There are several factors a lender will consider when reviewing your mortgage application. Your interest rate and even your approval are largely dependent on the debt you’ve already accumulated throughout your life. For some, this can translate to avoiding debt at all costs, but the solution isn’t that cut and dry. We live in a country where nearly 80 million credit cards have been issued. To put that into perspective, Canada only has a population of 38 million people. This doesn’t even take into account different types of debt like CRA debt, personal loans, and overdue bills. In this week’s article, we are going to explore exactly how your debt impacts your ability to get a mortgage and how you can use it to your advantage.
Painting a Picture of Your Financial Health
Lenders are in the business of levying risk. The higher the chance someone defaults on their mortgage, the less likely they are to approve the loan. Similar to a job interview, assessing risk means looking into a person’s current situation as well as their history.
- Credit History. Checking out your credit history is a lot like contacting references. This gives the lender a good idea of how you’ve handled finances in the past so that they can make a fairly accurate prediction of how you’ll handle this new debt. Do you have a habit of making your payments in full and on time? What different types of debt have you managed? Not having any credit history is like not having any experience on your resume. Sure, there aren’t any apparent issues, but the lender has no idea how you may handle your mortgage. To them, that’s not worth the risk.
- Credit Limit & Utilization. Aside from just looking at your past experience, lenders are particularly interested in how much you are using your credit. Let’s take a look at two examples of credit card debt. In Scenario A, you have used $6,000 on a card with a limit of $6,500. In Scenario B, you have used $6,000 on a card with a limit of $10,000. A lender will not view these two scenarios the same. They will look more favourably on Scenario B because you still have $4,000 remaining on your card that is untouched. This tells them that you aren’t relying on maxed-out cards to stay afloat and can comfortably stay below your limit.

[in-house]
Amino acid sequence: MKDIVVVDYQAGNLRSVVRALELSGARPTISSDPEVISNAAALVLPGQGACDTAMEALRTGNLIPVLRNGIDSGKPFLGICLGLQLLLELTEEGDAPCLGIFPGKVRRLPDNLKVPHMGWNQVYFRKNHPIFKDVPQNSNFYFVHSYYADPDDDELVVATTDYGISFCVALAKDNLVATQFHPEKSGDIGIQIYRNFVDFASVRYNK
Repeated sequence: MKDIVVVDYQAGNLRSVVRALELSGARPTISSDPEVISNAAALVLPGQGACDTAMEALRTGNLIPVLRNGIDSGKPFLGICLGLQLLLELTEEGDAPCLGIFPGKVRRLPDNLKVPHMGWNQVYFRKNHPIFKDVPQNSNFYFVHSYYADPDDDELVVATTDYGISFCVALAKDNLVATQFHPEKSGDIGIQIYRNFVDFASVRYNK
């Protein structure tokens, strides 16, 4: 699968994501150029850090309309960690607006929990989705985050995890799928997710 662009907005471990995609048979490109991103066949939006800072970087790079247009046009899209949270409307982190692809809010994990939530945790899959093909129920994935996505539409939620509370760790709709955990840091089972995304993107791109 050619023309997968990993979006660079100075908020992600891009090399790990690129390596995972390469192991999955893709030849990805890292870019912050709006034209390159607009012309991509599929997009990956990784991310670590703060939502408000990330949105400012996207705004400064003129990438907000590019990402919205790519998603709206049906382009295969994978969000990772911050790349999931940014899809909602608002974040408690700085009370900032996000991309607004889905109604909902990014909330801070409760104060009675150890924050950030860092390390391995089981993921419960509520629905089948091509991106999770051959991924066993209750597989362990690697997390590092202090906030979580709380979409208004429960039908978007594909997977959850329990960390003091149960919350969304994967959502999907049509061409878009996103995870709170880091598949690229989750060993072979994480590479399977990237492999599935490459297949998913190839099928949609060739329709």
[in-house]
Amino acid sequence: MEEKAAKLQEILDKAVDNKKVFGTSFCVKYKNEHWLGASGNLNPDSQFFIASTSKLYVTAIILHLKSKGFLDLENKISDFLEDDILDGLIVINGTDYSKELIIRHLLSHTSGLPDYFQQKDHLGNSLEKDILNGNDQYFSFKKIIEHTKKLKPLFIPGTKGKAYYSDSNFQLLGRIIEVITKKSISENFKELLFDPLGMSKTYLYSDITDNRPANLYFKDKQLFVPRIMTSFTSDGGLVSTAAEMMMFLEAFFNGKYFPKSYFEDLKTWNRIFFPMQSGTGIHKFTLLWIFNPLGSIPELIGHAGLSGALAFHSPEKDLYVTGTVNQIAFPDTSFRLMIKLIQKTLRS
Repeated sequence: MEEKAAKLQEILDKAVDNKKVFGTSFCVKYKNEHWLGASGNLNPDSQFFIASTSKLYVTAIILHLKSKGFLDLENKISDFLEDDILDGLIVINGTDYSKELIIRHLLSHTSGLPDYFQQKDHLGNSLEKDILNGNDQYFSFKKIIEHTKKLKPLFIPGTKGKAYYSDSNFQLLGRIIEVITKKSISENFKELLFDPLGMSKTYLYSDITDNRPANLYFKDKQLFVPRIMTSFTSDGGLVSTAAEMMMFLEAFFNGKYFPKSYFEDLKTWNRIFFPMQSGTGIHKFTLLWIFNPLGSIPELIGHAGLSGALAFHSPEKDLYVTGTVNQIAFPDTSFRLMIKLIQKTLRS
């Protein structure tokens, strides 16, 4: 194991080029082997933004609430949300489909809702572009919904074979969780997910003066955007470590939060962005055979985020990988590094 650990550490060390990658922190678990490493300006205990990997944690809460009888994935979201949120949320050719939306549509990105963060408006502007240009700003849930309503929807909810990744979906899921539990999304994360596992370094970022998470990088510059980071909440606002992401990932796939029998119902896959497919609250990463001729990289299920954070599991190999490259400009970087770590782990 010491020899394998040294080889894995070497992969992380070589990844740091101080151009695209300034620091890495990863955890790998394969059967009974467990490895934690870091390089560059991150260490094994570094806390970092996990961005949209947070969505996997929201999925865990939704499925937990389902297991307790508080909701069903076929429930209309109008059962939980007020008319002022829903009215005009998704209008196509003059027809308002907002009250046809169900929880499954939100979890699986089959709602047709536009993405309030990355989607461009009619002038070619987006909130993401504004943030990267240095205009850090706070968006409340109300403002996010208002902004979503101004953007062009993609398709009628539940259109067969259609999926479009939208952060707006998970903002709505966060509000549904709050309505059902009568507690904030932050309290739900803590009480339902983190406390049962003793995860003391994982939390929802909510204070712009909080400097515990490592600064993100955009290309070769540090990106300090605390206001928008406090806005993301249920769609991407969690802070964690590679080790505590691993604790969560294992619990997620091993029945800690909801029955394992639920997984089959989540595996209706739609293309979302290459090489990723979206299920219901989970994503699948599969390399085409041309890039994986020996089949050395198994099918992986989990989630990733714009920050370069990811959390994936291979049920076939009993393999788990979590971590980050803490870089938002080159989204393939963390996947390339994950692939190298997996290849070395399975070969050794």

- Debt to Income Ratio. Finally, a lender will take into account how much debt you are currently carrying and compare it against how much money you are making. They will then determine whether they feel your finances could take the extra impact of mortgage payments and everything else that comes with owning a home. They take all your expenses and divide those by your gross annual income to get your gross debt service ratio, or GDS. In Canada, the minimum GDS to be applicable for CMHC insurance is 39%.
Creating a Healthy Relationship with Debt
So what can you do to convince lenders that you can handle a mortgage? Well, we’ve already touched on the fact that getting rid of every conceivable form of debt is unrealistic and unhelpful. What prospective homeowners need to focus on, then, is developing healthy debt. This means managing your credit intentionally. Make all your payments on time and more than the minimum amount. Curb any frivolous spending so that you are maintaining a reasonable credit utilization ratio. Some experts suggest keeping your usage around 30% of your credit limit, but do what is realistic for you. If you have a credit limit of $5,000, 30% would look like keeping the balance near to $1500.
When you do get the opportunity to lock in that mortgage you’ve been working so hard to get, that debt will be considered “good” as well and further improve your financial health. If you’re looking to access the best possible rates and conditions for your situation, consider working with a mortgage broker to help set you up with the perfect lender for you. Our specialists at Source Mortgage are professional, friendly, and can’t wait to meet with you! Contact us today to get started.